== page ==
Problems with fglrx and an ATI/AMD graphics card on Debian Stretch?
Go here: http://kubuntu.org/.
Download the ISO and install Kubuntu.
Seriously, not worth the pain of trying to get fglrx to work with Debian Testing, unfortunately 🙁
I just went through the classical painful process of dist-upgrading my Debian Testing on the laptop. The main reason to do so is that I wanted to install Skype, which I hadn’t installed before on this machine, and it wasn’t playing ball with the dependencies. So I went ahead, dist-upgraded and almost all the dependencies for Skype seemed to be fixed, but one:
dpkg: problemas de dependencias impiden la configuración de skype:i386:
skype:i386 depende de libssl1.0.0; sin embargo:
El paquete `libssl1.0.0:i386' no está instalado.
(yes, my system is configured in Spanish)
So, since libssl1.0.0.:i386 doesn’t seem to exist now in the repositories, I was stuck with libsl1.0.0 for amd64 arch.
The solution was to force the installation ignoring dependencies:
dpkg --force-depends -i skype-install.deb
Surprisingly, it works without doing anything else.
Of course, this breaks the package system, but what is a Debian Testing system without a bit of fun?
An alternative, and probably better solution is to manually download the libssl packages for amd64 and i386 which don’t seem to be present in the repositories (Germany at least). Since the version must match, the version from the repositories for amd64 and the one from the packages website for i386 were not working for me.
Wow, July 2014 was the last entry. What’s happened since then?
Well, I defended my PhD thesis in January 2015, in Valencia. Its title is A Silicon Strip Detector for the Phase II High Luminosity Upgrade of the ATLAS Detector at the Large Hadron Collider, which is a very long name for something as simple as some studies on silicon detectors that will be installed in ATLAS during the Long Shutdown 3, around 2024.
On a less happy note, a dear friend passed a bit before 2015. What was quite a shock since we had planned to visit her just a week after.
Anyway, time has passed by and life’s been going up and down like a roller coaster. Soon I will be leaving CERN on a special paid leave for 1 year, to work again in the ATLAS ITk Upgrade, with silicon detectors, at the University of Freiburg in Germany. I guess I needed this change both personally and professionally.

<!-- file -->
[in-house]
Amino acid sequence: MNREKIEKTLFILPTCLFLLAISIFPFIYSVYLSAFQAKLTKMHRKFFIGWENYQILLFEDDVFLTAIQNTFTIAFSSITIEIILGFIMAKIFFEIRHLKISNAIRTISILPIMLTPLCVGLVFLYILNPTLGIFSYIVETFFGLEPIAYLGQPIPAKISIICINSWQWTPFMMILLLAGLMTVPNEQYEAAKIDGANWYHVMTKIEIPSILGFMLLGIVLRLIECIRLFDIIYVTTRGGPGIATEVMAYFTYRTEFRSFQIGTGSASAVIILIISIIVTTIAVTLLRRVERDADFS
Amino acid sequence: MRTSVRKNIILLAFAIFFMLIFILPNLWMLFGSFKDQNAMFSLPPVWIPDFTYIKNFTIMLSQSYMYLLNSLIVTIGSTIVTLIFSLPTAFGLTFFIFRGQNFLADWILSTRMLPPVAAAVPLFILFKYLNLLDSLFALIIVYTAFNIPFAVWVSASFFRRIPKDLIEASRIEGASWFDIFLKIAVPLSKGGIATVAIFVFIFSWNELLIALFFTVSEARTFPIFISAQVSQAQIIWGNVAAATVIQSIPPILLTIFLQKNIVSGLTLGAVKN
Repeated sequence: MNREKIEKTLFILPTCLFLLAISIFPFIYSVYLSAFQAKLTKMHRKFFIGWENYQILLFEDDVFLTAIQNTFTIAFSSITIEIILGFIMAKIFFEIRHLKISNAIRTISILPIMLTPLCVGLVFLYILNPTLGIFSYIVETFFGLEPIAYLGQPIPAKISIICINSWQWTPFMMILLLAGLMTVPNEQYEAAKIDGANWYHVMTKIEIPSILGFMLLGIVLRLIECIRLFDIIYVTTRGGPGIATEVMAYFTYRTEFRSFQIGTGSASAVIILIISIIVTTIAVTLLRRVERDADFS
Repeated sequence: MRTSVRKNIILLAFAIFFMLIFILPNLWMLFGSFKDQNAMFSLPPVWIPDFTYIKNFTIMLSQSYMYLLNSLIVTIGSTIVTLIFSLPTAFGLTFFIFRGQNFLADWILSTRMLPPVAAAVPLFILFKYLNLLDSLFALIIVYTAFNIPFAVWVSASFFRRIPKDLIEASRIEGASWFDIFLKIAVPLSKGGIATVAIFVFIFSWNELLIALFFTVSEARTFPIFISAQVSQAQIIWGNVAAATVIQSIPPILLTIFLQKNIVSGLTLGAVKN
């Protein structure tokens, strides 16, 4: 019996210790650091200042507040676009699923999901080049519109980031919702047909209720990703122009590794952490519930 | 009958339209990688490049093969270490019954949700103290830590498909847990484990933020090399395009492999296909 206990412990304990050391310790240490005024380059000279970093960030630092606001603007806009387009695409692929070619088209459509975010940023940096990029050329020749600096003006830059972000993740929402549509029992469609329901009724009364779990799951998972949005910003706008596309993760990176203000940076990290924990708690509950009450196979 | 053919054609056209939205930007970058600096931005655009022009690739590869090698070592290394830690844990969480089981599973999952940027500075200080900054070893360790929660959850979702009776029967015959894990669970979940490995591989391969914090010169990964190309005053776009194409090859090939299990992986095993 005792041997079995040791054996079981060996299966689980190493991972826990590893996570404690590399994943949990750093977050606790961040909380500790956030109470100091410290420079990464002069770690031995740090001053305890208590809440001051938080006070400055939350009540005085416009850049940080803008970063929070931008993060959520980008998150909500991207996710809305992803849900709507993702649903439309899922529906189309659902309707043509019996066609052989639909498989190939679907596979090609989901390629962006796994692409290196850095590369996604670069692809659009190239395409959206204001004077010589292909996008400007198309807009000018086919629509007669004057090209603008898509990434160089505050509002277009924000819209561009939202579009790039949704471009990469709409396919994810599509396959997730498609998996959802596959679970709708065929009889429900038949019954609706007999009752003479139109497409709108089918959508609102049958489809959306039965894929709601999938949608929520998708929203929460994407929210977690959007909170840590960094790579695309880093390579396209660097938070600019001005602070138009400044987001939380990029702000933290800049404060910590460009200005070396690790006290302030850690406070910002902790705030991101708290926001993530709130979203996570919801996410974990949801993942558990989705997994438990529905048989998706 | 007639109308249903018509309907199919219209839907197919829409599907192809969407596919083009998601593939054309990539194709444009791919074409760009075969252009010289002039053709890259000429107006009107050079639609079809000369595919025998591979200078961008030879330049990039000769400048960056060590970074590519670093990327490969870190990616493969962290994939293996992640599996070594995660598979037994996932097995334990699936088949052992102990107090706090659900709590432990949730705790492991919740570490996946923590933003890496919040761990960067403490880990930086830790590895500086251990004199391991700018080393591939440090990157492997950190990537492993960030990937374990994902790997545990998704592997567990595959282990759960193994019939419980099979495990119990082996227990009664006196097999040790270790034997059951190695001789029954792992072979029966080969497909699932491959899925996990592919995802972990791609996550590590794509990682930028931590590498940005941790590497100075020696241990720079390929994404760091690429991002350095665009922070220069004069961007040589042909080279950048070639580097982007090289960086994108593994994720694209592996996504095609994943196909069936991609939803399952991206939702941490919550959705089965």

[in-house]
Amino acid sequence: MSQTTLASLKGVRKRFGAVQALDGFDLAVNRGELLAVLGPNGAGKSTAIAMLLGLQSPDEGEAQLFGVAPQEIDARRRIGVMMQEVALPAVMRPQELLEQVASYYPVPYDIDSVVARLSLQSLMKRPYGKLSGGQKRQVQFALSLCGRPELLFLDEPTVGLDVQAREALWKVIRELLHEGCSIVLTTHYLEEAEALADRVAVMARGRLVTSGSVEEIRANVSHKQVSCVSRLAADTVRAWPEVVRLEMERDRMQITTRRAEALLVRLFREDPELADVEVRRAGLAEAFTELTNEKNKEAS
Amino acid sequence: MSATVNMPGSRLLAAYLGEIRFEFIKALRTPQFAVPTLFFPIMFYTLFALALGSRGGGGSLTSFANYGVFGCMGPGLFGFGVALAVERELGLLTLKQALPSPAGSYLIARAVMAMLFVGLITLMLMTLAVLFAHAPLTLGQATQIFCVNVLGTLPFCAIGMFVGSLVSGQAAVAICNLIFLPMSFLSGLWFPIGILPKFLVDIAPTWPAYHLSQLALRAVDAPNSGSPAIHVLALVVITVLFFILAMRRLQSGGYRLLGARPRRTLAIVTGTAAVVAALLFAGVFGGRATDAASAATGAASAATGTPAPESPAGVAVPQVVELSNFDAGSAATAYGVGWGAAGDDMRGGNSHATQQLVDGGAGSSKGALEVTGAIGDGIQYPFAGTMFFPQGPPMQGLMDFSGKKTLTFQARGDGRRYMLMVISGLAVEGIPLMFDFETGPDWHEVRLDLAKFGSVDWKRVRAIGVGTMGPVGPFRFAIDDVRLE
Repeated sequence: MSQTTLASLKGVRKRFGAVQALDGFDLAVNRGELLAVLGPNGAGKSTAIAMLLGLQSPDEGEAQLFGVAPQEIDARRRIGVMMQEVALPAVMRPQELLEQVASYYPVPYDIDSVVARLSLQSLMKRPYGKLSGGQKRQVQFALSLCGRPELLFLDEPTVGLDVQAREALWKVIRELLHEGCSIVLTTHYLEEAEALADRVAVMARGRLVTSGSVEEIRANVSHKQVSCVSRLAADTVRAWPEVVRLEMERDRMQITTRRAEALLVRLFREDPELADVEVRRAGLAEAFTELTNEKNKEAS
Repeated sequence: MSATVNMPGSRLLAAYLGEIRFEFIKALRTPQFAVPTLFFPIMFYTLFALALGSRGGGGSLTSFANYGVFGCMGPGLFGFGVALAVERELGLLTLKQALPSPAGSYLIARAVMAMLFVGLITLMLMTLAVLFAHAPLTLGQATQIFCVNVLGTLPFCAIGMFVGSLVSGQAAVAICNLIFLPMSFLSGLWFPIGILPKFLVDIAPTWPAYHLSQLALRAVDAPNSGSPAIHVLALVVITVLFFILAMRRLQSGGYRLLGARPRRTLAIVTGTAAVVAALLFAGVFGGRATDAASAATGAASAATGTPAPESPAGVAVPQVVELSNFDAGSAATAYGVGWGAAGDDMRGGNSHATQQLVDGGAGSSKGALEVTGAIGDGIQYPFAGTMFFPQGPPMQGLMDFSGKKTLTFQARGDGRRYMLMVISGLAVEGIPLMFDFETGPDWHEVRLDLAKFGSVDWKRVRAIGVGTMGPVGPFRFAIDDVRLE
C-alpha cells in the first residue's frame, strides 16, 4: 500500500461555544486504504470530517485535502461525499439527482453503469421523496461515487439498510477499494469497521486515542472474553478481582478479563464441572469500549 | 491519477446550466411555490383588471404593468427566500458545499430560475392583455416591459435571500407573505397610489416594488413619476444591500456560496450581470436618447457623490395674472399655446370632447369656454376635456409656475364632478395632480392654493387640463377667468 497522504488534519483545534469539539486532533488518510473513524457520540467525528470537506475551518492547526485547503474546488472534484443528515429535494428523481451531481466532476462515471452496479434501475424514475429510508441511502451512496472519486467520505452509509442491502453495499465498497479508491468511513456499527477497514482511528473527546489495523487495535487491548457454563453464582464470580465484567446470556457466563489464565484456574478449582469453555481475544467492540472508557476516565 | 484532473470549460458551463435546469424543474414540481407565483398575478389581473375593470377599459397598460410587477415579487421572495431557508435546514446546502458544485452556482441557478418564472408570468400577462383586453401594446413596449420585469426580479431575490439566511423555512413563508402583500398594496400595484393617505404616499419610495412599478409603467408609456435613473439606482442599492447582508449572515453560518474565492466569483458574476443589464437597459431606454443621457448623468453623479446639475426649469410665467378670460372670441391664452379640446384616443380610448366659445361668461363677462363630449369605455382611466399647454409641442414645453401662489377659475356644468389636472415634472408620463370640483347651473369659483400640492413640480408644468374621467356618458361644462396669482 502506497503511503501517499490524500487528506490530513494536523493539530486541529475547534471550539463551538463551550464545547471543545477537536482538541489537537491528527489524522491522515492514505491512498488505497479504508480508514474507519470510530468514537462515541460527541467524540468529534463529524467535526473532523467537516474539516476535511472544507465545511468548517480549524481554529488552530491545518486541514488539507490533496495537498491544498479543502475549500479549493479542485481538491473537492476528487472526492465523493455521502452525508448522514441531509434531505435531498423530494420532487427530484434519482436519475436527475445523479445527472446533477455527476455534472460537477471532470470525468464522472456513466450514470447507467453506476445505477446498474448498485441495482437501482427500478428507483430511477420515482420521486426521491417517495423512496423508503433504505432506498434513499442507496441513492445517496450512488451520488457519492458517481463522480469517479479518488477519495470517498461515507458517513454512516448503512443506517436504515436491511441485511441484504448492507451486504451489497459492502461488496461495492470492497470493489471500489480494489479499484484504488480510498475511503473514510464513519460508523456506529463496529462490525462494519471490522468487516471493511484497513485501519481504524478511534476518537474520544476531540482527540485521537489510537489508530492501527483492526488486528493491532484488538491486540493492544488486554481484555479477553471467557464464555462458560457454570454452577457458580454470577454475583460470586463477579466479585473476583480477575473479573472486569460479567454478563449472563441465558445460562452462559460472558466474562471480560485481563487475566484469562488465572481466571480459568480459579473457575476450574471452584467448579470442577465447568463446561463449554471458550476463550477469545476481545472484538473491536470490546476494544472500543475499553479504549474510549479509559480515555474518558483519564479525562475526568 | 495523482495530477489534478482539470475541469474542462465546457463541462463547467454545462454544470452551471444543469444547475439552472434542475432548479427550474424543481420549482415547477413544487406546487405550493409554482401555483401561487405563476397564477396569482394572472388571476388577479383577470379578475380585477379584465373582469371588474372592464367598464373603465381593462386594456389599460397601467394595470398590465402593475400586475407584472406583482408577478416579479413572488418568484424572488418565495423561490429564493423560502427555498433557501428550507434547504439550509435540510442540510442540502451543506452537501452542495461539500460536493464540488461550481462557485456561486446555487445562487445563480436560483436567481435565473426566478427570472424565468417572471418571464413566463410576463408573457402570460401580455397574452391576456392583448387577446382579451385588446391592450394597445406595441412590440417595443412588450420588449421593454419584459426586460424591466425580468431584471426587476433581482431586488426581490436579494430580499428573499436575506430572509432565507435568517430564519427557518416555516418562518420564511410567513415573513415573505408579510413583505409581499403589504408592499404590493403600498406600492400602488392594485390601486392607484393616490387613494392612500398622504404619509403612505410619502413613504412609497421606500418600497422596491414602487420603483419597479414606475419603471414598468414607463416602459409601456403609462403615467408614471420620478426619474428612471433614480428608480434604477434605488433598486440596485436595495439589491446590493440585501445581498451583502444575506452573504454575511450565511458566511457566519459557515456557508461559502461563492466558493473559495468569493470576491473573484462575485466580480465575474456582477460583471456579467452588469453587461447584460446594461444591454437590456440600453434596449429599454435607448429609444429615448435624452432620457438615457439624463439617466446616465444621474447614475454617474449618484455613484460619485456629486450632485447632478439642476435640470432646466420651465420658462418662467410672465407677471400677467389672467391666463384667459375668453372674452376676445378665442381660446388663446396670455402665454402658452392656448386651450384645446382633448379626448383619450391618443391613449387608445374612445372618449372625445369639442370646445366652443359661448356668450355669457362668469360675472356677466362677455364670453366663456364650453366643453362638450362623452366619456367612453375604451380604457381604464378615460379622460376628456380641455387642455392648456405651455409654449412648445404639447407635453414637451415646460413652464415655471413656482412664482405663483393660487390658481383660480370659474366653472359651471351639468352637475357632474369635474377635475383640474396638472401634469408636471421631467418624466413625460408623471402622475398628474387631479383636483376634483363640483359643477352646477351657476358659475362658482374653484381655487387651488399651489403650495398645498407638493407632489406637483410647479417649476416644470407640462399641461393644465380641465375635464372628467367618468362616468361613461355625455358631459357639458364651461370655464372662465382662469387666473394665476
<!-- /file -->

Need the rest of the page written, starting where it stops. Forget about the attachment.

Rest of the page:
At my office I have two computers: a Linux desktop and a laptop running Linux and Windows. I have a dock station for the laptop, plugged to the two screens that I also use with the desktop computer, in alternate inputs (DVI/VGA). Changing the inputs in these screens is a bit of a hassle, because they are not the “one-click-switch” type. I need to go into the menus and browse through the options.
As I have enough with changing the USB connectors for the mouse and the keyboard, I found out a “hack” to disable the video output of the desktop. This way, when I turn on the laptop the two screens automatically search for the next available input.
The trick consists in using FrameBuffer suspend mode, manipulating the contents of /sys/class/graphics/fb0/blank. I use these two scripts:
echo 0 > /sys/class/graphics/fb0/blank
echo 1 > /sys/class/graphics/fb0/blank
I left them in my home directory: /home/user/bin/
Since writing to /sys/class/graphics/fb0/blank requires root permissions, I edited /etc/sudoers and added the following two lines:
usuario ALL=(root) NOPASSWD: /home/usuario/bin/screen_off.sh
usuario ALL=(root) NOPASSWD: /home/usuario/bin/screen_on.sh
The last step is to add two key bindings in KDE:
- Create a new group, named “Screen”.
- Create two new bindings: “On” y “Off”.
- I assigned two keys I never used in my keyboard (this one has multiple media shortcuts, mail, home, etc.). You can also use combinations such as “Ctrl+Alt+whatever“.
- In “Action”, just enter the path to the scripts using sudo::
This is working in Debian Wheezy with a dedicated graphics card.